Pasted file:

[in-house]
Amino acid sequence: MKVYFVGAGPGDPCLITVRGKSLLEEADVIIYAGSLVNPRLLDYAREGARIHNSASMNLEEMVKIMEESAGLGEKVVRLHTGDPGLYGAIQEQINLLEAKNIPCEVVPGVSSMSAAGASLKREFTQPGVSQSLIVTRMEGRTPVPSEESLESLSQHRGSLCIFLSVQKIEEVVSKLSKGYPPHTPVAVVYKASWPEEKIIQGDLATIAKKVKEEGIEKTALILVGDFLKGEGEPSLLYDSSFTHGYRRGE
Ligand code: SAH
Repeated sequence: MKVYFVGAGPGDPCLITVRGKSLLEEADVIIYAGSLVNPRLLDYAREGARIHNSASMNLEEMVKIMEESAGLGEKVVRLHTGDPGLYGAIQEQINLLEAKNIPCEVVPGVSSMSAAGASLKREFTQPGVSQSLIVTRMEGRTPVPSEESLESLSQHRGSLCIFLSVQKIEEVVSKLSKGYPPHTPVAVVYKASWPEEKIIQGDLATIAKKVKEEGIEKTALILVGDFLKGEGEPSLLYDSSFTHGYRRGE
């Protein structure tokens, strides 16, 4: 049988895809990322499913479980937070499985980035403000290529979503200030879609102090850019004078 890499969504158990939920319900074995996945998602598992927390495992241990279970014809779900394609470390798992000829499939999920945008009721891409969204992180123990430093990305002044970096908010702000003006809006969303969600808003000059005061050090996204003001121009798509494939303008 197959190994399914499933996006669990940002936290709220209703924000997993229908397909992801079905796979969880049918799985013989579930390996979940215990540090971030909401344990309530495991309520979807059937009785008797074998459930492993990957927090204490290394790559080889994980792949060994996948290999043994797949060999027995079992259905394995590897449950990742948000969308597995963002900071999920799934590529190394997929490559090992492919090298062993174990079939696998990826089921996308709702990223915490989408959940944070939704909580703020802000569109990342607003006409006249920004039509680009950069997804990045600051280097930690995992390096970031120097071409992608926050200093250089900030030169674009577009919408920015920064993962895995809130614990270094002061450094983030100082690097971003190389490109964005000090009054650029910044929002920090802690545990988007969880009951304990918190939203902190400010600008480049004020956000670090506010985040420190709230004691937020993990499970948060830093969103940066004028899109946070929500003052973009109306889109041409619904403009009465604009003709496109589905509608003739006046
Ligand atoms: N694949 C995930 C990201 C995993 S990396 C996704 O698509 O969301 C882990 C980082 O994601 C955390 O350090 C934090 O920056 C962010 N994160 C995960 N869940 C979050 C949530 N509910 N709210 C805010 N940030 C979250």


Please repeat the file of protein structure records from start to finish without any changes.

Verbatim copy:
[in-house]
Amino acid sequence: MKVYFVGAGPGDPCLITVRGKSLLEEADVIIYAGSLVNPRLLDYAREGARIHNSASMNLEEMVKIMEESAGLGEKVVRLHTGDPGLYGAIQEQINLLEAKNIPCEVVPGVSSMSAAGASLKREFTQPGVSQSLIVTRMEGRTPVPSEESLESLSQHRGSLCIFLSVQKIEEVVSKLSKGYPPHTPVAVVYKASWPEEKIIQGDLATIAKKVKEEGIEKTALILVGDFLKGEGEPSLLYDSSFTHGYRRGE
Ligand code: SAH
Repeated sequence: MKVYFVGAGPGDPCLITVRGKSLLEEADVIIYAGSLVNPRLLDYAREGARIHNSASMNLEEMVKIMEESAGLGEKVVRLHTGDPGLYGAIQEQINLLEAKNIPCEVVPGVSSMSAAGASLKREFTQPGVSQSLIVTRMEGRTPVPSEESLESLSQHRGSLCIFLSVQKIEEVVSKLSKGYPPHTPVAVVYKASWPEEKIIQGDLATIAKKVKEEGIEKTALILVGDFLKGEGEPSLLYDSSFTHGYRRGE
């Protein structure tokens, strides 16, 4: 049988895809990322499913479980937070499985980035403000290529979503200030879609102090850019004078 890499969504158990939920319900074995996945998602598992927390495992241990279970014809779900394609470390798992000829499939999920945008009721891409969204992180123990430093990305002044970096908010702000003006809006969303969600808003000059005061050090996204003001121009798509494939303008 197959190994399914499933996006669990940002936290709220209703924000997993229908397909992801079905796979969880049918799985013989579930390996979940215990540090971030909401344990309530495991309520979807059937009785008797074998459930492993990957927090204490290394790559080889994980792949060994996948290999043994797949060999027995079992259905394995590897449950990742948000969308597995963002900071999920799934590529190394997929490559090992492919090298062993174990079939696998990826089921996308709702990223915490989408959940944070939704909580703020802000569109990342607003006409006249920004039509680009950069997804990045600051280097930690995992390096970031120097071409992608926050200093250089900030030169674009577009919408920015920064993962895995809130614990270094002061450094983030100082690097971003190389490109964005000090009054650029910044929002920090802690545990988007969880009951304990918190939203902190400010600008480049004020956000670090506010985040420190709230004691937020993990499970948060830093969103940066004028899109946070929500003052973009109306889109041409619904403009009465604009003709496109589905509608003739006046
Ligand atoms: N694949 C995930 C990201 C995993 S990396 C996704 O698509 O969301 C882990 C980082 O994601 C955390 O350090 C934090 O920056 C962010 N994160 C995960 N869940 C979050 C949530 N509910 N709210 C805010 N940030 C979250």